Crime Library: Criminal Minds and Methods

The Desire Terrorist


During the nearly eight years of his administration, Chief Pennington made good on most of the reforms he promised when he took office. The murder rate dropped steadily over his first five years to a low of 159 in 1999. Toward the end of his term they began to climb again, but the overall crime rate in the city continued to decline throughout his tenure. Pay raises that he promised came through as well, at all levels.

Though continuing to arouse the ire of PANO and individual officers for his unrelenting stance on police details and other issues, Pennington was accorded hero and savior status by the New Orleans populace at large. At one point his name recognition was on a par with the mayor and his popularity rating even higher. He would walk into a restaurant for a casual meal and be spontaneously applauded by grateful patrons. On July 8, 1997, Pennington appeared on Court TV with Cochran & Company host Johnnie Cochran and was praised for the "remarkable strides" he made with the department.

Near the close of Marc Morial's term-limited tenure as mayor in late 2001, Pennington announced his candidacy for mayor. His widespread popularity made him the immediate frontrunner and he held that status over 14 other opponents for most of the campaign. However, two weeks before the February 2 primary, surprise endorsements in the Times-Picayune and Gambit Weekly for businessman and local cable TV executive C. Ray Nagin, quickly eroded Pennington's support. Nagin finished first in the primary with Pennington second and Nagin handily won the runoff a month later.

Pennington remained on as superintendent until May 21, 2002, when Nagin named his successor. A month later Pennington was hired as Chief of Police for Atlanta where he remains today.

Also in 2002, Eddie Jordan, whose team of assistant U.S. attorneys successfully prosecuted Davis, Hardy and Causey, used the case in his winning campaign to become New Orleans's first black District Attorney. Constantine Georges, one of the assistant U.S. attorneys prominently involved in the case, was mentioned as a possible successor to Jordan but the position went, instead, to an interim U.S. Attorney. The permanent slot has yet to be filled.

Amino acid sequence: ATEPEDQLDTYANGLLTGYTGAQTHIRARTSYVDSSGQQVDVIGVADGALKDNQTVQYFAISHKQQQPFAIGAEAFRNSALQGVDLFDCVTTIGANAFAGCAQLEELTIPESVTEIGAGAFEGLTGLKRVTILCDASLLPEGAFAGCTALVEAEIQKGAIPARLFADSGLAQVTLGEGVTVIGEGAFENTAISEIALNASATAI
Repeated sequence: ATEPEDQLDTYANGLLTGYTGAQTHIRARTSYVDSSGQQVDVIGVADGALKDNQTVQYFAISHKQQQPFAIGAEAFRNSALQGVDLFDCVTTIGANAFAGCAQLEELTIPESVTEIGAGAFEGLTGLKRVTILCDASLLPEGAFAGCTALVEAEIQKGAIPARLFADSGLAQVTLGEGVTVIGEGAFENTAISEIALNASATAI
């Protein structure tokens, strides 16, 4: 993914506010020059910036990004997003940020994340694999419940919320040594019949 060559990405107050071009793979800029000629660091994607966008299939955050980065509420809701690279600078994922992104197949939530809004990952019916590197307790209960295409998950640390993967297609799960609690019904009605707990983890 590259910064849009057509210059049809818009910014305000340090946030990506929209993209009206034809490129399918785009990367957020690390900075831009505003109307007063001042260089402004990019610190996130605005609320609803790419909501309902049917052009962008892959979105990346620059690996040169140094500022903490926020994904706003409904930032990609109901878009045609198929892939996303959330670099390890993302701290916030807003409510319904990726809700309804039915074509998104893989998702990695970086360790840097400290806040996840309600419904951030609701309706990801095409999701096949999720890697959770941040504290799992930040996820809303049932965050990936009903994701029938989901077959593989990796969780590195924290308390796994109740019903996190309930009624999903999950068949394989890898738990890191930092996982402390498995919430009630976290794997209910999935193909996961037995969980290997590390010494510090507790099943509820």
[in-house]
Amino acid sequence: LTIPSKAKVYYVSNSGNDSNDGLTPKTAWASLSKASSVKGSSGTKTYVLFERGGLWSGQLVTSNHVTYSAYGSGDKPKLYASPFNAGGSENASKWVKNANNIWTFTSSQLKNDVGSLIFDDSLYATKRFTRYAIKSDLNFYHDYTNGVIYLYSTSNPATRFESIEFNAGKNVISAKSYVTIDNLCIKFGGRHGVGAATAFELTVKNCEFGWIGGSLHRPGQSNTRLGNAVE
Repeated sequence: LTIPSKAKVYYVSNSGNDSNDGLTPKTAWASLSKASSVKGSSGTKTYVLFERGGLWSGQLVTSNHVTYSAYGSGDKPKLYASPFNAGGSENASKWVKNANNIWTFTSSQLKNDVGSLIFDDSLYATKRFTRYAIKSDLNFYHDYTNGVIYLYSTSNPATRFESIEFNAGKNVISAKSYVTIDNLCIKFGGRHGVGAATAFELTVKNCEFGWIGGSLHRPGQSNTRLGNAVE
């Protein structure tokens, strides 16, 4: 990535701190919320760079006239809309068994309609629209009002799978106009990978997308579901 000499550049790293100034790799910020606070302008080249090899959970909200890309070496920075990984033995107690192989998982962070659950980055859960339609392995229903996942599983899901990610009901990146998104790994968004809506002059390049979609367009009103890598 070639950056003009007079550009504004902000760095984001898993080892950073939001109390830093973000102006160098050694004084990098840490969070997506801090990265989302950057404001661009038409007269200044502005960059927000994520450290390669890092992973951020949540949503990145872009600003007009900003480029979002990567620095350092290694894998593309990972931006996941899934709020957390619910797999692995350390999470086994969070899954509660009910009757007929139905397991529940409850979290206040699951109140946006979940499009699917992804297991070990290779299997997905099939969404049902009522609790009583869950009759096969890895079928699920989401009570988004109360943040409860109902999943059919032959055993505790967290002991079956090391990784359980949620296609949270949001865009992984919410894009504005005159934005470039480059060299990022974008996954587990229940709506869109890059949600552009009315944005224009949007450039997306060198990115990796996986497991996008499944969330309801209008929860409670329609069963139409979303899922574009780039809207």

More than ten years have passed since the Davis case made local, national and international headlines. Murders have again started to climb in New Orleans and crime is once again the city's number one issue. However, the situation has not regressed to the low level it had reached in 1994. Measures are in place to safeguard, as much as possible, re-runs of the abuses that had run rampant at that time. And, in March 2004, the U.S. Justice Department announced that it had finally concluded its ten-year probe of NOPD and noted improvements made during that time.

Above all, morale and a sense of camaraderie seems to have returned to the department. In the fall of 2004, when a young black female officer was killed in the line of duty, her fellow officers held a live concert benefit for her children. The event was well attended, by whites and blacks alike, with some of the city's top musicians donating their time for the cause. A sizable amount of money was raised, including donations from the city's philanthropic sector.

"There's a whole new breed of officers [now]," Pennington said in his 1997 appearance on Court TV. "[They] don't want to work with those kind of rogue cops." That sentiment prevails to this day.

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